Jimmy Miller performed the song Tennessee River.

Perry Danos then performed another song.

Bob Fortner and Katie Kerkhover did a piece of music involving duelling violins.

Next the band did songs from Carl Perkins.

Next the songs of Elvis Presley were performed.

This was followed by a duet of two male singers.

Dolly Parton's music was performed next.

Another duet team sang a song.

Another couple sang a duet. At this point, I needed a bathroom break so I went in search of one. That took me to the outside of the boat where I found the paddle wheel.

The paddle wheel of the General Jackson Showboat. After those pictures, I found the bathroom and was quite proud of myself that I did. Following my performance, I returned to the show to watch the end of it.

Another song was shared with the audience.

The whole cast performed another song from the Smoky Mountains.

The final song had a patriotic flavor to it. This performance was extremely well done as I really enjoyed the violin-playing musicians and all the singers who made for an unforgettable afternoon. A big thank you to them for an excellent show that I will never forget. I then walked out of the theatre and went up one level where I found Elizabeth and we enjoyed the Cumberland River together.

Views of us going up the Cumberland River. It was about at this point that the boat would have to turn aruond to head back to the dock, which it did.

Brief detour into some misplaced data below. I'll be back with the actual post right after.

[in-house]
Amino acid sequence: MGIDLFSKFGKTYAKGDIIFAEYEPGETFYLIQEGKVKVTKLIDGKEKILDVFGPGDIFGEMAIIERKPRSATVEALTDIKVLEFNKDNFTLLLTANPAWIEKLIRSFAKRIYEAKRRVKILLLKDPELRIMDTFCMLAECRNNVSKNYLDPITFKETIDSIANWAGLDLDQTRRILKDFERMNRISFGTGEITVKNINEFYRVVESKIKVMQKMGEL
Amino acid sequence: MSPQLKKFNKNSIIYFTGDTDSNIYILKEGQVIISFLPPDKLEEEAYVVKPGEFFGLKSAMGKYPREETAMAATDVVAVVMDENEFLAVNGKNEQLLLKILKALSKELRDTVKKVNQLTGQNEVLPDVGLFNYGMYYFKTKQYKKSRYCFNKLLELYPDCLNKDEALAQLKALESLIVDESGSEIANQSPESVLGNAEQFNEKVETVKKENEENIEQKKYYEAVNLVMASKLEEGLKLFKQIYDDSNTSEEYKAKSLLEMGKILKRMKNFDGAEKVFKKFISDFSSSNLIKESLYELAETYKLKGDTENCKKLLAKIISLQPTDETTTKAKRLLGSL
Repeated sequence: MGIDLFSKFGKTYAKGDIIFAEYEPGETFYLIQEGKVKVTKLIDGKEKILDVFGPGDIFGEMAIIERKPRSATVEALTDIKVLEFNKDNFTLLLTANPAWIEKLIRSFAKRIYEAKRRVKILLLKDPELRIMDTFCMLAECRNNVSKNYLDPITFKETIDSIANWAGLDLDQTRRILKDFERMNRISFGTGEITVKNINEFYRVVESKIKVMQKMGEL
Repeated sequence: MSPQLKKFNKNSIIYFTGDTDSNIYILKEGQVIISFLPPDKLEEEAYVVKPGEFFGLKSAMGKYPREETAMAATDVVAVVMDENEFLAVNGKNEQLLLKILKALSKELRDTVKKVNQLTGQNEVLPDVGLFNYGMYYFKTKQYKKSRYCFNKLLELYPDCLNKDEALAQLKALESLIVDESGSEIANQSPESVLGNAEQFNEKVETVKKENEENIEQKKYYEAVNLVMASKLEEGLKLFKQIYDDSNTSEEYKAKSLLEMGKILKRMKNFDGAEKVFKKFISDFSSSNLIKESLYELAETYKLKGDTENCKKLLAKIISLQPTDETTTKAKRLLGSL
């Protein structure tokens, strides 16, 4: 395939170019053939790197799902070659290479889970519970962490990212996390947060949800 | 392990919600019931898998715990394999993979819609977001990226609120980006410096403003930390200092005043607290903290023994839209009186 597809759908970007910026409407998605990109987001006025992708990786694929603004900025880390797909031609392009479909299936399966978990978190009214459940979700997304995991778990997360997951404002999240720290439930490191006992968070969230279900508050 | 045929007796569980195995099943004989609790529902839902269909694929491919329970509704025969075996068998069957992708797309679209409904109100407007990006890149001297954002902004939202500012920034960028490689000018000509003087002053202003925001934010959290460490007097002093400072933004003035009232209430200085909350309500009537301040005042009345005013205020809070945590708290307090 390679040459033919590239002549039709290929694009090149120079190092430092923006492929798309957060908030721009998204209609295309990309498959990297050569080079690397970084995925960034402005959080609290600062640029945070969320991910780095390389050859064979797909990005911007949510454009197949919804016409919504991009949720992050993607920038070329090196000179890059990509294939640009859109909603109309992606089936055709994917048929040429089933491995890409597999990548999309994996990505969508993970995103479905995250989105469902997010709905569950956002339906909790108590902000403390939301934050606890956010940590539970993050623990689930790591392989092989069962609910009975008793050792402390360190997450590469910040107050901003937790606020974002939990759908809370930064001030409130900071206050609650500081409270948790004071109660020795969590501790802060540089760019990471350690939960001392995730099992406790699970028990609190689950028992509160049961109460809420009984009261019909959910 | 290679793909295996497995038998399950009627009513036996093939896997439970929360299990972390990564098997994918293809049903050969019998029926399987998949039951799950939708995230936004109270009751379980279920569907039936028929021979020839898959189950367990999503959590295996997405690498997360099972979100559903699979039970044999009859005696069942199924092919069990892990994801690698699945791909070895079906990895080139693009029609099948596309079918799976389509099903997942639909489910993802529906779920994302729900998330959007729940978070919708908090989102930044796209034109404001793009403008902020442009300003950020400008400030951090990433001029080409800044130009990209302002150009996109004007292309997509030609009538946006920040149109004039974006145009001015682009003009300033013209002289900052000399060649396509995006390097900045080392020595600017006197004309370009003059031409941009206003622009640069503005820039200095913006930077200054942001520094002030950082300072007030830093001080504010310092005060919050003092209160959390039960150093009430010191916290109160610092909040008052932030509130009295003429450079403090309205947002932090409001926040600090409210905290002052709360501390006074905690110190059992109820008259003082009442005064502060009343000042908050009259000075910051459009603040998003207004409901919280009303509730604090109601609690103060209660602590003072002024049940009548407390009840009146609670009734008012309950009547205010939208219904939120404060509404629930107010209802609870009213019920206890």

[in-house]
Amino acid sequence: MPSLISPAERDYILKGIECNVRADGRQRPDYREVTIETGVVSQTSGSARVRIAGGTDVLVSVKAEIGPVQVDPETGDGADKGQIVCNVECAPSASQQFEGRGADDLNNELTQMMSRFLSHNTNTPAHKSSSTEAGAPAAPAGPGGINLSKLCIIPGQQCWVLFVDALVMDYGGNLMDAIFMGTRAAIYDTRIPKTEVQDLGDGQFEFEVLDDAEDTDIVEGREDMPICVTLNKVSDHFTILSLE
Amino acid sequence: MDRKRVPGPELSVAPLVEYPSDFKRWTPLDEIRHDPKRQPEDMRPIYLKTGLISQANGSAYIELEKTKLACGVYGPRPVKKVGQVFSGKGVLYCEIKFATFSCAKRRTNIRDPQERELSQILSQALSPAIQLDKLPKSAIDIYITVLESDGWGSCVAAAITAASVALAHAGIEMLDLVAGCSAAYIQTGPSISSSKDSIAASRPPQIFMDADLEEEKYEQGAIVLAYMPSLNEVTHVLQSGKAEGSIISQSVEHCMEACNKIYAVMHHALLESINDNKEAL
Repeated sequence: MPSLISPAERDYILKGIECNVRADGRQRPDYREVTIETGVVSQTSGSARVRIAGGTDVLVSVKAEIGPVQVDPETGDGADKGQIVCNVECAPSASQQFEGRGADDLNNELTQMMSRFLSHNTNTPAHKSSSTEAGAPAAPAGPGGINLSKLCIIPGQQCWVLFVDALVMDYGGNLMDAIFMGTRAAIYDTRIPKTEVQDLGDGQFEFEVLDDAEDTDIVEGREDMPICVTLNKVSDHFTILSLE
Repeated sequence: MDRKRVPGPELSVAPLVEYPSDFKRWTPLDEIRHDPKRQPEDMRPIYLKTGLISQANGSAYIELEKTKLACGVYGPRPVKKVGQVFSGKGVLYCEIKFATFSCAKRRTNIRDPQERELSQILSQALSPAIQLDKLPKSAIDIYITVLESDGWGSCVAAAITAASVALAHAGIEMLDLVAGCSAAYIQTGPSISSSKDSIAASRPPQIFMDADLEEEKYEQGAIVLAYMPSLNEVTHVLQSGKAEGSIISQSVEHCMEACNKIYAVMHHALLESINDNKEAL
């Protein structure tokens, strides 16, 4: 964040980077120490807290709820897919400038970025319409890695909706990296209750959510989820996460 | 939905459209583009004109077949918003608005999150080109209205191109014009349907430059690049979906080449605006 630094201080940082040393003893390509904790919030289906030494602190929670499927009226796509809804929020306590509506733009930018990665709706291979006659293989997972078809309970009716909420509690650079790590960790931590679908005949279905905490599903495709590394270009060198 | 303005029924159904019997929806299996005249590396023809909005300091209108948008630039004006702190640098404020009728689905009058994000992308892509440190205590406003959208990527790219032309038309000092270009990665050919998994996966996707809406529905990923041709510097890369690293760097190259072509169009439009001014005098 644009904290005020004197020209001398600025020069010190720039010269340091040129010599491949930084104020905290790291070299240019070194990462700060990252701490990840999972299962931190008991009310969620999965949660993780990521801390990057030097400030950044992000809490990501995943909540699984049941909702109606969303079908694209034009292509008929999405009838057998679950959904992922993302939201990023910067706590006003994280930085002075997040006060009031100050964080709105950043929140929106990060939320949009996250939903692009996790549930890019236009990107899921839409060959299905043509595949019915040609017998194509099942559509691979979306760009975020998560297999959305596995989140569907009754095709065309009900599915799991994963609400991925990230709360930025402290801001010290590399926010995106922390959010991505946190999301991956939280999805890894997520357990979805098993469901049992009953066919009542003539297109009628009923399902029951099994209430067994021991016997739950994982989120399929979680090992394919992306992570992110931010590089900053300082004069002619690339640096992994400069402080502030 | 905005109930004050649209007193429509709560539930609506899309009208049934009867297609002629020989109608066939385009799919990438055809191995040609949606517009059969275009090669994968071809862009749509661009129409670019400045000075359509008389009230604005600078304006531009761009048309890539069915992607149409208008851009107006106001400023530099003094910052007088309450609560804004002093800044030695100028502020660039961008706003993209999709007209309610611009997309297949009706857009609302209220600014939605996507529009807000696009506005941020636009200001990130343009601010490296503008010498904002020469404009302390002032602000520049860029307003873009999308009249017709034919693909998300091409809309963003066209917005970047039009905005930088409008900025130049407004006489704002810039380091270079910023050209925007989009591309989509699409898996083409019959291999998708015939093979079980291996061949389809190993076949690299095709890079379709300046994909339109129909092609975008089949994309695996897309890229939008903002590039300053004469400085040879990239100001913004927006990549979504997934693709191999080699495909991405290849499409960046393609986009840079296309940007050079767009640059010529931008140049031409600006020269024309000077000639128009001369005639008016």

The ship made the 180 degree turn with ease and almost no effort, and now we would head down the Cumberland River back to the dock.

We were enjoying the views until our un-favorite Tropical Storm Cindy decided to send monsoonal rains that made everything, even under the covered decks, wet. Elizabeth and I ended up in an unused lounge and sat at a table, then talked and she discovered that I wanted a Tshirt of the Showboat experience and she offered to get me one. While she was off doing that, a gentleman was bringing in tables who told me they were having a bigger crowd tonight and they would be using this room but we were allowed to stay. All too soon, the boat was returning to the dock and we went out with umbrellas to fend Cindy's wrath to be ready to disembark.

The dock that we returned to, ending a most interesting and educational cruise aboard the General Jackson Showboat. A special thank you to the General Jackson Showboat for having our group here today. We returned to the Nashville Airport Hotel where we dropped the people off and returned to the Days Inn. We then were able to get nine stories uploaded from the previous few days using the British Spy's (Elizabeth's name at her office) hot spot. After this, Bob, Elizabeth and I drove back to the Nashville Airport Hotel for the social hour and banquet.

The NRHS Banquet 6/23/2017

We went to the social hour where I paid four dollars for a Coca-Cola. After that stupid move of mine, I remembered there was a vending machine on the second floor so I would not make that mistake again. At 7:00 PM, the doors were opened and we went into the banquet room. We were greeted by John Goodman, the convention chairman, but this year for some reason, there was no invocation at the beginning which I found very strange as we were in the Bible Belt of America. For my dinner, I had the chicken which I have to admit was not as good as the Showboat's. After the recognition and introduction of guests, the Rail Heritage Grant collection was announced and $3,168 was raised by all of us in attendance. Following that Al Weber, the NRHS President, spoke to us. Once he was finished, John Goodman then introduced Mr. Robert D. Tuke whose speech included a Powerpoint presentation on saving Nashville's Union Station from demolition, but not the trainshed, which was the largest in America. Once that was done, the banquet was over and we returned to the Days Inn where we continued working on stories.